Sustainable Irrigation in the Developing World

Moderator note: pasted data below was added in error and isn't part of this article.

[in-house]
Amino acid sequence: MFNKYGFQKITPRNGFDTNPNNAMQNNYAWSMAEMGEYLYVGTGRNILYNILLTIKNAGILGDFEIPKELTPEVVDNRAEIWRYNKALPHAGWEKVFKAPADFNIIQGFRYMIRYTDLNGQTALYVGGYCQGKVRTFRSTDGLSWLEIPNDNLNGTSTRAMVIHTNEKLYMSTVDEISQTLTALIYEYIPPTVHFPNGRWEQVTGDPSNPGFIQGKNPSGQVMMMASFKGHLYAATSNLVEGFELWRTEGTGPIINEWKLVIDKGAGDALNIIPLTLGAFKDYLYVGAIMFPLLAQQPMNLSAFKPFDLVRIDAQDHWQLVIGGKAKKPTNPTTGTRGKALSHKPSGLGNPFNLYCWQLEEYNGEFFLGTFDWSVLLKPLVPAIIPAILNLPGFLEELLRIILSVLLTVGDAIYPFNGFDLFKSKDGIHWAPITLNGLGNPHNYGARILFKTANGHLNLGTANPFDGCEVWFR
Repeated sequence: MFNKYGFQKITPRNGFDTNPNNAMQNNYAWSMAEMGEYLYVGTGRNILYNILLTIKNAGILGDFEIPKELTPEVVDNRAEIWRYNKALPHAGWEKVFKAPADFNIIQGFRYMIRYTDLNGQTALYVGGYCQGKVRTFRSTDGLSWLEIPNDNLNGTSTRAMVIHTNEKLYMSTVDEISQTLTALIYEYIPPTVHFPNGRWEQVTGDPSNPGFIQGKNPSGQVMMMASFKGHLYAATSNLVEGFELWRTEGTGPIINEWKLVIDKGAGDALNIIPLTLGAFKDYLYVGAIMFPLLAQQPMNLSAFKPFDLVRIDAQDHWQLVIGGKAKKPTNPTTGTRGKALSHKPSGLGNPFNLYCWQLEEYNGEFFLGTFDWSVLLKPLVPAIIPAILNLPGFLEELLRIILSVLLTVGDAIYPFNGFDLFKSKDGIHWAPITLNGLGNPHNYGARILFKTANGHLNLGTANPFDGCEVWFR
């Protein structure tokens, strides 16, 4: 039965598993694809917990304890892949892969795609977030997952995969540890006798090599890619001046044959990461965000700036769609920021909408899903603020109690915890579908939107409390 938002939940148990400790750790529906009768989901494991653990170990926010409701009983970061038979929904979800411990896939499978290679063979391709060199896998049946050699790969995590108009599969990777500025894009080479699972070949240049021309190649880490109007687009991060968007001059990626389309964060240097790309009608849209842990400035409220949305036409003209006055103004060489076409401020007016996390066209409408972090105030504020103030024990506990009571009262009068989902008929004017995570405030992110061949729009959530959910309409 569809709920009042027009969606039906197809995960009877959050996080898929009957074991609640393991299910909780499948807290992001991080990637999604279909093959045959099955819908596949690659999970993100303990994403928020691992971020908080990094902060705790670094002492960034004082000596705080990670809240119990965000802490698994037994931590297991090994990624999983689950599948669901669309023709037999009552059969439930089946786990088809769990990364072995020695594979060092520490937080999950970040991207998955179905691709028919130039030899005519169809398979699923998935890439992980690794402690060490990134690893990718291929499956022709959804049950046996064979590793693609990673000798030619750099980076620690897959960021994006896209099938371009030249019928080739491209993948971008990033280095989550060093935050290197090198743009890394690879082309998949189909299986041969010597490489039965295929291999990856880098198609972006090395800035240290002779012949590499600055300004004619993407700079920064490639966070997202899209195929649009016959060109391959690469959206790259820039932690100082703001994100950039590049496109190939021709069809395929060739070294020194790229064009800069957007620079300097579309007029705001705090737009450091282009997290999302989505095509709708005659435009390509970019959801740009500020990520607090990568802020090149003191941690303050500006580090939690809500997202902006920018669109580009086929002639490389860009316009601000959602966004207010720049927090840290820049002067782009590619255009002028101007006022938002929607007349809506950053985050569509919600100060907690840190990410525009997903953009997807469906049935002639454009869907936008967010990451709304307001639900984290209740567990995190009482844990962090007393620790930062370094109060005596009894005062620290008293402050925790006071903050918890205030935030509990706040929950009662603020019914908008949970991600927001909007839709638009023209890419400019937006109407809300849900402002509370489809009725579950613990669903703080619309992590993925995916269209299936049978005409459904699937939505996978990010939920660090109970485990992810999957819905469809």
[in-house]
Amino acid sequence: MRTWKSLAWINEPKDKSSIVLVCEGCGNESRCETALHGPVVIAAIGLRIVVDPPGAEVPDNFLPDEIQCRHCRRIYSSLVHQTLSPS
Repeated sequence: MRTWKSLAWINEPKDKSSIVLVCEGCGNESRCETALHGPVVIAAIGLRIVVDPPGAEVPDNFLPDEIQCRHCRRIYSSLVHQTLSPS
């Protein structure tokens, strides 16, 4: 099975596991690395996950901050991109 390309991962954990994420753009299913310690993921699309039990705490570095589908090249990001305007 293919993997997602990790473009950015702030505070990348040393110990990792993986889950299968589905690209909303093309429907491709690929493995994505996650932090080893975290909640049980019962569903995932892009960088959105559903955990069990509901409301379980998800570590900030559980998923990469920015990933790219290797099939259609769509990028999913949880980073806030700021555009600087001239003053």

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This SIP analyzes an application of physical theories to the design of a sustainable irrigation system like the one constructed in the village of Pawaga. Unlike most physics SIPs whose subject matter is supported by organized research experiences or internships, this SIP was supported by a volunteer experience. My specific contributions to the project (both on and off location) include surveying the system site, researching and studying fluid mechanics, aiding with the system’s design and installation, and project funding. The individual components that make up the system are as follows: Little Ruaha River (source of water), 3-acre horticultural plot (sink for water), drip-line irrigators, 5000 L reservoir tank, electric pump, solar panels, electrical grid control box, water filter, and connective piping of varying diameters. I was able to develop a physical model using the irrigation system’s parameters and other data that pertains to the site. The model will study the flow of fluid through the system. Measurements were taken repeatedly throughout the project’s schedule. Specifically, I measured distances, diameters, flow rates, and air pressure. With these measurements I calculated hydrostatic and hydrodynamic pressure, measured the angle of the slope that separates the tank and river, and modeled the water moving from elevated source to sink. The irrigation project is an overall success. This project is an ongoing one as I depart from the project site. Since my departure updates on the project and communication with the student’s SIP mentor has been maintained. As the system exists now there are 3-acres of irrigated soil. Since its construction, the system has yielded one successful season of crops. This SIP has presented a dripline irrigation system that successfully functions at a scale above that of a home garden and argues that its design may be implemented as a solution for regions of the world that are challenged with regards to agriculture.